I am Jack's Smirking Revenge

little, yappy dogs

Friday, June 29, 2007

To the RIAA

Hey, first of all, with your litigious asshole behavior over the last 10 years, you're making about as many friends in this country as an Amway salesman makes on a crowded bus.

Second, in response to your idiotic actions against net radio, I am officially boycotting any piece of music associated with the RIAA for the next year. I will borrow the CDs from my friends, I will buy them used, but I will not pay for a new album, and thus neither you nor the artist involved will be receiving my money.

That includes all of the albums I had planned to buy since discovering them on the net radio stations I listen to. All those purchases are pushed out a year, and if you keep this crap up, I'll go another year.

That is to say, in order to make my point to you, RIAA, I will have to hurt the people whom I'd rather be supporting- the musicians who associate themselves with you- by not giving them my money. There are a number of albums I discovered through internet radio which I'd really like to just run out and pay way too much for, and I'm going to buy them used or not at all.

So screw you. And all your pig lawyer friends. And politician friends.

Up yours with something scratchy.

Tuesday, June 19, 2007

Giant Bicycles

I have a Giant XTC2 mountain bike which I bought in Japan in March of 2000. It's an aluminum-frame, full-suspension bike which I paid around $1000 for.

Recently, I was riding my bicycle home from work and the rear wheel started to wobble around. It took me a minute to figure out what was wrong- the section very near the rear sprockets which the wheel connects to (the frame) had cracked quite badly and was on its way to coming completely apart.

I have had street tires on this bike from day one, and the roughest riding it has seen has been the occasional enthusiastic jump off of a curb.

The frame of a $1000 bike, broken.

I assumed I'd be able to order the part, and then remembered that I bought it in Japan.

After much poking around, I gathered that Giant had a lifetime warranty on all its frames, and all I needed to do was take it to a Giant dealer so they could see what the situation was.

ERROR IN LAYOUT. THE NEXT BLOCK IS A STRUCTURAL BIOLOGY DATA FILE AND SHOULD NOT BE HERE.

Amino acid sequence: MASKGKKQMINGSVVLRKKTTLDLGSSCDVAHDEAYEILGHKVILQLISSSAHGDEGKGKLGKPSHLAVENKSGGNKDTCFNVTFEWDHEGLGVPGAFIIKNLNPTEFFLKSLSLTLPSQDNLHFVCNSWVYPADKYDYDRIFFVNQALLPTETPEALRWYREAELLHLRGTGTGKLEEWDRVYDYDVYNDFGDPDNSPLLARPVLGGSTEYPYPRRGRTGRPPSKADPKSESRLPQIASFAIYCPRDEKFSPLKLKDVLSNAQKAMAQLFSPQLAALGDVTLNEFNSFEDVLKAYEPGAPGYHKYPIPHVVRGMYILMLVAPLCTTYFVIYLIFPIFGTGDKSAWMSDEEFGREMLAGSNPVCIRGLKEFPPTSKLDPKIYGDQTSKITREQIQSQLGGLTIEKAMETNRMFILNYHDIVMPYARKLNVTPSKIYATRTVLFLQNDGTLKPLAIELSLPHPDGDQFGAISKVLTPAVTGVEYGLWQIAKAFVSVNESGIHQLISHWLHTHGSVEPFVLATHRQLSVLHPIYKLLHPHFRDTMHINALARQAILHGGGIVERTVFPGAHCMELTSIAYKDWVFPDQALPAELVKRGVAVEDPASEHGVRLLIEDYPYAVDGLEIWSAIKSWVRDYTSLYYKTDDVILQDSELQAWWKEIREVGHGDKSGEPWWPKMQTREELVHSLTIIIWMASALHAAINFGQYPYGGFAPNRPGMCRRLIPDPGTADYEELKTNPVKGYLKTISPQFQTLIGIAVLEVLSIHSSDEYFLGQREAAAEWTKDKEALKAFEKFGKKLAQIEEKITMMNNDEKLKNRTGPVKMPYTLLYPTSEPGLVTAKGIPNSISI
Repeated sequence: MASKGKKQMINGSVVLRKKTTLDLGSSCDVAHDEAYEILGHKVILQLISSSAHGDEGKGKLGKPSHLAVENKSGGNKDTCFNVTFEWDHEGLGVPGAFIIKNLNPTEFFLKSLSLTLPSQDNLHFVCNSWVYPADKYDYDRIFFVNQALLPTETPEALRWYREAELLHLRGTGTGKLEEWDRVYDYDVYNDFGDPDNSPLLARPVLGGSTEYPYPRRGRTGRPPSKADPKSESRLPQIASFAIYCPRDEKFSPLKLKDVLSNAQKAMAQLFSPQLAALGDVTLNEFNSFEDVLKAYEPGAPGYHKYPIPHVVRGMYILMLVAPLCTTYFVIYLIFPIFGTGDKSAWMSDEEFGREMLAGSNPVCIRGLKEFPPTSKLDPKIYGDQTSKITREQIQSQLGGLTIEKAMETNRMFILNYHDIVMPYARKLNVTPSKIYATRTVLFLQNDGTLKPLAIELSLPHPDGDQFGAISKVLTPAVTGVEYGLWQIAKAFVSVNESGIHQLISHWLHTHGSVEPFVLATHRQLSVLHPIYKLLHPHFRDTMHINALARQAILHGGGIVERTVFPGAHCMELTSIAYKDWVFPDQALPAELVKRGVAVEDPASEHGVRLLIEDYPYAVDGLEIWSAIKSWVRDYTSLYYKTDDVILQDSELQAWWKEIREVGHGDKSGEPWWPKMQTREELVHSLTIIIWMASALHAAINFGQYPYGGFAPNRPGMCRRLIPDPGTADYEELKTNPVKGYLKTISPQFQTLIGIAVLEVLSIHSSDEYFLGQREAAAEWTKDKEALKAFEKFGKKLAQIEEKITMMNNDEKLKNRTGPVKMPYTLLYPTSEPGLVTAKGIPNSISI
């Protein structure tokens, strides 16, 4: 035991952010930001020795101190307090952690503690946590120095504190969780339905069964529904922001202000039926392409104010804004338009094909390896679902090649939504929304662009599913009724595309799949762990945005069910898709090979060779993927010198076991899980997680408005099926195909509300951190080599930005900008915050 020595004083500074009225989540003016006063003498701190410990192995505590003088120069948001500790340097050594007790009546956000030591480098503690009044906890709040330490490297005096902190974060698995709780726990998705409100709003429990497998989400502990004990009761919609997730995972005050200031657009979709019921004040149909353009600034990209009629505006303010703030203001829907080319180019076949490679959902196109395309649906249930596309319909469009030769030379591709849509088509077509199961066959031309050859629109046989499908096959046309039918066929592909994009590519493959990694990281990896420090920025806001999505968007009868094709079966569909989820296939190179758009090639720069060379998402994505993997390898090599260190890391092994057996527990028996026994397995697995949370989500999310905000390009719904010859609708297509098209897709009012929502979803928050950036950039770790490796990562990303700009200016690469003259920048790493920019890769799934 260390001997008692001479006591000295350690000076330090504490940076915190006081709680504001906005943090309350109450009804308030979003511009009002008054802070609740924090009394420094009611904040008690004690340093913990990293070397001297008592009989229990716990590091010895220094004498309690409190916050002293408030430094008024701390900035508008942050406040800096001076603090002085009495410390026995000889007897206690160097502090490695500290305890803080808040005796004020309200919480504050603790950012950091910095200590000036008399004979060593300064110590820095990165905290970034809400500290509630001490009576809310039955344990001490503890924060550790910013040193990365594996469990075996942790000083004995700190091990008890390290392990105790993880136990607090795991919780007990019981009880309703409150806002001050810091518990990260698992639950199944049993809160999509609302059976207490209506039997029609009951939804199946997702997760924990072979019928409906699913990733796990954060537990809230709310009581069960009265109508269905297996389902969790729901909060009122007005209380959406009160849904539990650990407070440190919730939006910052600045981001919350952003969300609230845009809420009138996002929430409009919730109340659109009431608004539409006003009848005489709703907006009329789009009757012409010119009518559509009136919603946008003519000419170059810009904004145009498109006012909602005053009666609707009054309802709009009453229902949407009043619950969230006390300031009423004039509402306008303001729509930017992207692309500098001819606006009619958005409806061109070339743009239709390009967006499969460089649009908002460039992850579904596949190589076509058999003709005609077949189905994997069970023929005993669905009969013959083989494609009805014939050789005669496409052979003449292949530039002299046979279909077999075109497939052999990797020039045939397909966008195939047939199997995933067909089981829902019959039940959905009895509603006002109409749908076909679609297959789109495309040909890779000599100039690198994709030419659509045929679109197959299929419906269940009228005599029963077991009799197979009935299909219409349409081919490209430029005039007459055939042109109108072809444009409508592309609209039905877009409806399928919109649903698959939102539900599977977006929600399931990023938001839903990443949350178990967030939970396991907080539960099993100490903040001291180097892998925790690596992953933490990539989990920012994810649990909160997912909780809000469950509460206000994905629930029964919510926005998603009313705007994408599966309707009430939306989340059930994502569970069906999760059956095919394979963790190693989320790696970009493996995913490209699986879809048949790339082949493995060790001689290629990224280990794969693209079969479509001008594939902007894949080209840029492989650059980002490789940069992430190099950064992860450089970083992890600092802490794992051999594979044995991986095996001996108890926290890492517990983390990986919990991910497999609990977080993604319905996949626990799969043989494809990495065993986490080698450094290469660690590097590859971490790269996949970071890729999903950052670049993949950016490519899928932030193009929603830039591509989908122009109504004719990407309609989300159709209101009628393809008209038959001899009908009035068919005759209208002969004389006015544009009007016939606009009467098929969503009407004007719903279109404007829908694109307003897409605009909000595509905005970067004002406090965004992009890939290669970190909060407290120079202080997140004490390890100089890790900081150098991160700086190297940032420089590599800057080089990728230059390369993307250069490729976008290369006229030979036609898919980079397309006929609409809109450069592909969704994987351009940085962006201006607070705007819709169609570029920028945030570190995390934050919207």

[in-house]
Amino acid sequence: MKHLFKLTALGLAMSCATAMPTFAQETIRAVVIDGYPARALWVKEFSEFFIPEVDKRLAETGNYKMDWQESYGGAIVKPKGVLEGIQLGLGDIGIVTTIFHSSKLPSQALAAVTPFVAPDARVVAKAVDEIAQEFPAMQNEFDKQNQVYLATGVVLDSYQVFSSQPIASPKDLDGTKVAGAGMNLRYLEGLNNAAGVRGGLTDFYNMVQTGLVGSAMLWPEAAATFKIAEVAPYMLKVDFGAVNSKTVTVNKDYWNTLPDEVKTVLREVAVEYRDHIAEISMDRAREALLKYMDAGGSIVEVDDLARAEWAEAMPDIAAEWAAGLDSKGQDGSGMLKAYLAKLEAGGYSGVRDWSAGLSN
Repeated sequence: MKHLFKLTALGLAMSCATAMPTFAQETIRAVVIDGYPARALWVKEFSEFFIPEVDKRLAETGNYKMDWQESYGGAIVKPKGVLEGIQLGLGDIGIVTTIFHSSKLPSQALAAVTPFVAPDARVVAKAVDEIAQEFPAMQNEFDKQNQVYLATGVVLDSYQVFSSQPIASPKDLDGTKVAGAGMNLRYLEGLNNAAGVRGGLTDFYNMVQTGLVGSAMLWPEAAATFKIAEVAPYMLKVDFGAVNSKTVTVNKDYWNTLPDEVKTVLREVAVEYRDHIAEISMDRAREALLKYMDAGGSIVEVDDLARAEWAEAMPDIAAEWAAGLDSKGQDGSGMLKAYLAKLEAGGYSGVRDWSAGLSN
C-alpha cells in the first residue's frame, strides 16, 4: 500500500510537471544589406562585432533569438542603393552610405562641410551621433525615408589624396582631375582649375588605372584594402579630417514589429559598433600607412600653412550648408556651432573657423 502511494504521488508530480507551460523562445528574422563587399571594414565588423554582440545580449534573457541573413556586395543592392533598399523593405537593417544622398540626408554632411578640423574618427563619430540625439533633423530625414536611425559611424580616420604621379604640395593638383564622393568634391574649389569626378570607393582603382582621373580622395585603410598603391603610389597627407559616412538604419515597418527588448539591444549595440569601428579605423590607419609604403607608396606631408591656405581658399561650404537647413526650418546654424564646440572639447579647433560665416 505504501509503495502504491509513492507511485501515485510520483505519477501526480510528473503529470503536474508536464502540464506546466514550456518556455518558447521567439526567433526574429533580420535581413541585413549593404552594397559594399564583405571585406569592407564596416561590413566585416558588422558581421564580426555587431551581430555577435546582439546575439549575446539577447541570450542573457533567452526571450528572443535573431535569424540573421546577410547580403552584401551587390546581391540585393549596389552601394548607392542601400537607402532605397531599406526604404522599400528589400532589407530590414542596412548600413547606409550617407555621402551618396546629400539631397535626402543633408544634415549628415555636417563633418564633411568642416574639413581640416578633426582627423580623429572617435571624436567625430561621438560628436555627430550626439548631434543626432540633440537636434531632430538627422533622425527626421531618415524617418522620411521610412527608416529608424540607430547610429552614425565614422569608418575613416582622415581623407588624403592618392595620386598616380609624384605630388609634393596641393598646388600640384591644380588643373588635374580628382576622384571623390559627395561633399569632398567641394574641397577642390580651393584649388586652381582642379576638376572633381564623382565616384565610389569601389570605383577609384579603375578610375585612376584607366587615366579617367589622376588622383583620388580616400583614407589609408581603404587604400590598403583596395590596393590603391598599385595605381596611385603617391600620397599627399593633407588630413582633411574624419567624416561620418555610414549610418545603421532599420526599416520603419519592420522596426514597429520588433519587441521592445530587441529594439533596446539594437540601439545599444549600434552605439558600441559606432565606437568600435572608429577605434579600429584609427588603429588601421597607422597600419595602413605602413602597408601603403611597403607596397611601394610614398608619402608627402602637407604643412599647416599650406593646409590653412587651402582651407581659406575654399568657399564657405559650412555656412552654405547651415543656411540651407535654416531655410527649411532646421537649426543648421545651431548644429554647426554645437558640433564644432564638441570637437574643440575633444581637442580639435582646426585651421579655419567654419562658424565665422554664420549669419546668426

Well, the Giant dealer here in Portland I dealt with was Bike n' Hike, and they were very helpful and friendly, but in the end the word came back from Giant- I would have to service the bike in Japan, since I bought it there.

An old friend was kind enough to help me out (Thanks Nozomi!), and located the bicycle shop I had long forgotten the name and location of in Gare mall, in the JR Osaka train station- "Cycle World". With a little fidgeting I got their number and spoke with them.

They were puzzled, and of course, much of the feedback was in polite Japanese, so I didn't catch a lot of it. I assumed the guy was looking into the issue for me and I would call back later to find out what he'd discovered. When I called back, the person I got on the phone did not know what I was asking about.

I re-explained all the story to this guy as well, with slightly broken Japanese at many turns, but he seemed to understand what I meant.

He told me the warranty was definitely expired.

I asked him if he knew whether the Giant warranty was lifetime in Japan or not.

He didn't know, but countered with the fact that I'd have to come up with proof of purchase in order to get any warranty anything anyway.

I told him I did not think I had that.

I asked if he could look into getting the part anyway.

He said if it was available, a Giant dealer in the USA would be able to tell me (the part is, in fact, not available to the dealer here.)

So. At present I have a $1000 paperweight. A greasy one.

I turns out I do have proof of purchase- my old habit of holding onto receipts may prove helpful here.